#CyberFLASH: Insurance Institute of Canada report encourages p&c organizations to build cyber resiliency; cites business opportunity in expanding coverage

aCanadian property and casualty insurance organizations should bolster the defences of their organizations and those of their clients against cyber threats by developing a culture of cyber security, recommends a new research report issued Tuesday by the Insurance Institute of Canada (IIC).

“Insurance organizations are encouraged to build a corporate culture of cyber security that includes actions to address technological threats and security training for employees,” notes an IIC statement announcing the release of Cyber Risks: Implications for the Insurance Industry in Canada, which assesses cyber risk from the perspective of the Canadian p&c insurance industry.

The research report cites a study by Intel’s McAfee and the Center for Strategic and International Studies, Net Losses: Estimating the Global Cost of Cybercrime, which estimates the global cost of cyber crime in 2013 at US$375 billion to US$575 billion. “The global impact of cyber crime is similar to estimates by the United Nations of the international production, trafficking and sales of illicit drugs (US$400 billion) and the worldwide damage resulting from vehicle collisions (US$518 billion),” states the report.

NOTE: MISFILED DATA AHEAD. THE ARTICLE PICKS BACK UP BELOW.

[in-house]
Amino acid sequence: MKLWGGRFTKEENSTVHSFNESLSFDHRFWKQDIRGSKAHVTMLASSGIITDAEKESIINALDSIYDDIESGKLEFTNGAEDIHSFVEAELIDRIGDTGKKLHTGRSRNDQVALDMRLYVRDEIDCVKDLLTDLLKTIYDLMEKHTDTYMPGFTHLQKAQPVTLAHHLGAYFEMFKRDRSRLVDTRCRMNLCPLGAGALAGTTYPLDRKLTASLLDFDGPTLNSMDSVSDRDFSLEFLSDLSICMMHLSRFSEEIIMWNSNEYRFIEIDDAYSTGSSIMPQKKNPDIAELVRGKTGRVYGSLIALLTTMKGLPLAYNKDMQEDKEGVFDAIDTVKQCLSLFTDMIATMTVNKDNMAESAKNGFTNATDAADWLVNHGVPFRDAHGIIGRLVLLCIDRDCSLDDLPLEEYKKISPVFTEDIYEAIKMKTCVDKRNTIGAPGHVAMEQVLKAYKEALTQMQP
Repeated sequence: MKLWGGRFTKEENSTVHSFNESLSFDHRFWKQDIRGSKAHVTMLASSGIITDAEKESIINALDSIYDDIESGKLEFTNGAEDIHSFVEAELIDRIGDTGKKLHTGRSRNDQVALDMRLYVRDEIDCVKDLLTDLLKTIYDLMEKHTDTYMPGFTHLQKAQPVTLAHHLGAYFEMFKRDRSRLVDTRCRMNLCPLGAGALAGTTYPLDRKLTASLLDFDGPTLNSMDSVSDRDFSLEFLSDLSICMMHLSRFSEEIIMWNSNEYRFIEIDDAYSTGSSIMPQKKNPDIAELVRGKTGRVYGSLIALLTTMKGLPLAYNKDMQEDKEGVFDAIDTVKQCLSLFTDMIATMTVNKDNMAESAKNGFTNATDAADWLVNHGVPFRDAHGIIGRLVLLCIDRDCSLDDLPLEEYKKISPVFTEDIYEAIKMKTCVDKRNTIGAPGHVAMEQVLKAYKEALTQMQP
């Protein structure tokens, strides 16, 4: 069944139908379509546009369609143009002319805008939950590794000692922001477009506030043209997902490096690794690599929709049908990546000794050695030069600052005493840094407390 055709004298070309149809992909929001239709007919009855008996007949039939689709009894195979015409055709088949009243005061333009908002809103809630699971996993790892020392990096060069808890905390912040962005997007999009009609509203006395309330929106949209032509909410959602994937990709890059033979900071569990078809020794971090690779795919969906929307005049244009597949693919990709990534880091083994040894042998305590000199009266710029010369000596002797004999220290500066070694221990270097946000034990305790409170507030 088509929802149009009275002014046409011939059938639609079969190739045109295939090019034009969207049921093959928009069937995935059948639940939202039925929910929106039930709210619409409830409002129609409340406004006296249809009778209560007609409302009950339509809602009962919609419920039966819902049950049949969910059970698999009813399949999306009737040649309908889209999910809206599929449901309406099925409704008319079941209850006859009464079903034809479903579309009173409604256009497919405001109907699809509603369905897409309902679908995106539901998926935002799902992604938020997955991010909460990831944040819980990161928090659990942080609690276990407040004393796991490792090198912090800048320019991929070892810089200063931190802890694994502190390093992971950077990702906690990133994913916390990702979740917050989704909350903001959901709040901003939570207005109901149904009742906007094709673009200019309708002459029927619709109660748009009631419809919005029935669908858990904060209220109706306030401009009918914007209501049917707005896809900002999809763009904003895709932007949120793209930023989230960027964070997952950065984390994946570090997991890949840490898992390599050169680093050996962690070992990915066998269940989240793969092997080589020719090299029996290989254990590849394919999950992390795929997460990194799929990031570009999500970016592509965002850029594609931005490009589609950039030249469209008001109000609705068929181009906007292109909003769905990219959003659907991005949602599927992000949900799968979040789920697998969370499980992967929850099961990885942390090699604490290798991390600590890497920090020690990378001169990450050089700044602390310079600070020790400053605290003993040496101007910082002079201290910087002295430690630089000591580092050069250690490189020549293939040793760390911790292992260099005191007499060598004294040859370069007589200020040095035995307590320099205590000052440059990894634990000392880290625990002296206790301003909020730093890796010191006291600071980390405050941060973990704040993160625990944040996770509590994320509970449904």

According to the report, the most common forms of cyber attacks were theft and other data attacks, malware (phishing and pharming) and mechanisms to infect computers (viruses, worms, Trojan horses). The report notes that in 2013, the 3,700 clients of IBM’s Managed Security Services experienced seven or eight cyber incidents each month, on average. About half of those attacks – including scams to steal credit card information, website vandalism, corporate espionage and denial-of-service attacks – were directed at the manufacturing (27%) and financial services (21%) industries.

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